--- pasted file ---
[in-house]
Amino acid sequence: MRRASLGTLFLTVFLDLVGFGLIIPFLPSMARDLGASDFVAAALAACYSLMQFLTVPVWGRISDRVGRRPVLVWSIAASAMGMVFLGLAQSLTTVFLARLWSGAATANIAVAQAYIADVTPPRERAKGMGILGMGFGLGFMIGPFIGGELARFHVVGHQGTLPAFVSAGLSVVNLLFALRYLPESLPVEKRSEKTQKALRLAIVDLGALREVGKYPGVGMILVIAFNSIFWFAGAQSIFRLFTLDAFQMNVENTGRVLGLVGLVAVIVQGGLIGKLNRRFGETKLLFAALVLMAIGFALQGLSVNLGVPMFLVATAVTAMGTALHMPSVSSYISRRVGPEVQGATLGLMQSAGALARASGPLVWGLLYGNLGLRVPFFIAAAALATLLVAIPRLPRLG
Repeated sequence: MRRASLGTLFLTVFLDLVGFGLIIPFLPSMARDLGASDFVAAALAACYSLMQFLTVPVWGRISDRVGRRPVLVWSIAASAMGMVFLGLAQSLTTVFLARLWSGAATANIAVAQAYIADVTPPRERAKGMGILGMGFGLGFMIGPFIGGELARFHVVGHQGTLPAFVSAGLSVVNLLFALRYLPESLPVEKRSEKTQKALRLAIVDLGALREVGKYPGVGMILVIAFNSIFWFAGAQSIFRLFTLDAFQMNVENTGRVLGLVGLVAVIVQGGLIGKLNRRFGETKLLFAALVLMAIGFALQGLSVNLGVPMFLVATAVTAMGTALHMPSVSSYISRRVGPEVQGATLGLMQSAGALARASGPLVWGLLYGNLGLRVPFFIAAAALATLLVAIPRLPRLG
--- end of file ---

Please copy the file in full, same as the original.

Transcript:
[in-house]
Amino acid sequence: MRRASLGTLFLTVFLDLVGFGLIIPFLPSMARDLGASDFVAAALAACYSLMQFLTVPVWGRISDRVGRRPVLVWSIAASAMGMVFLGLAQSLTTVFLARLWSGAATANIAVAQAYIADVTPPRERAKGMGILGMGFGLGFMIGPFIGGELARFHVVGHQGTLPAFVSAGLSVVNLLFALRYLPESLPVEKRSEKTQKALRLAIVDLGALREVGKYPGVGMILVIAFNSIFWFAGAQSIFRLFTLDAFQMNVENTGRVLGLVGLVAVIVQGGLIGKLNRRFGETKLLFAALVLMAIGFALQGLSVNLGVPMFLVATAVTAMGTALHMPSVSSYISRRVGPEVQGATLGLMQSAGALARASGPLVWGLLYGNLGLRVPFFIAAAALATLLVAIPRLPRLG
Repeated sequence: MRRASLGTLFLTVFLDLVGFGLIIPFLPSMARDLGASDFVAAALAACYSLMQFLTVPVWGRISDRVGRRPVLVWSIAASAMGMVFLGLAQSLTTVFLARLWSGAATANIAVAQAYIADVTPPRERAKGMGILGMGFGLGFMIGPFIGGELARFHVVGHQGTLPAFVSAGLSVVNLLFALRYLPESLPVEKRSEKTQKALRLAIVDLGALREVGKYPGVGMILVIAFNSIFWFAGAQSIFRLFTLDAFQMNVENTGRVLGLVGLVAVIVQGGLIGKLNRRFGETKLLFAALVLMAIGFALQGLSVNLGVPMFLVATAVTAMGTALHMPSVSSYISRRVGPEVQGATLGLMQSAGALARASGPLVWGLLYGNLGLRVPFFIAAAALATLLVAIPRLPRLG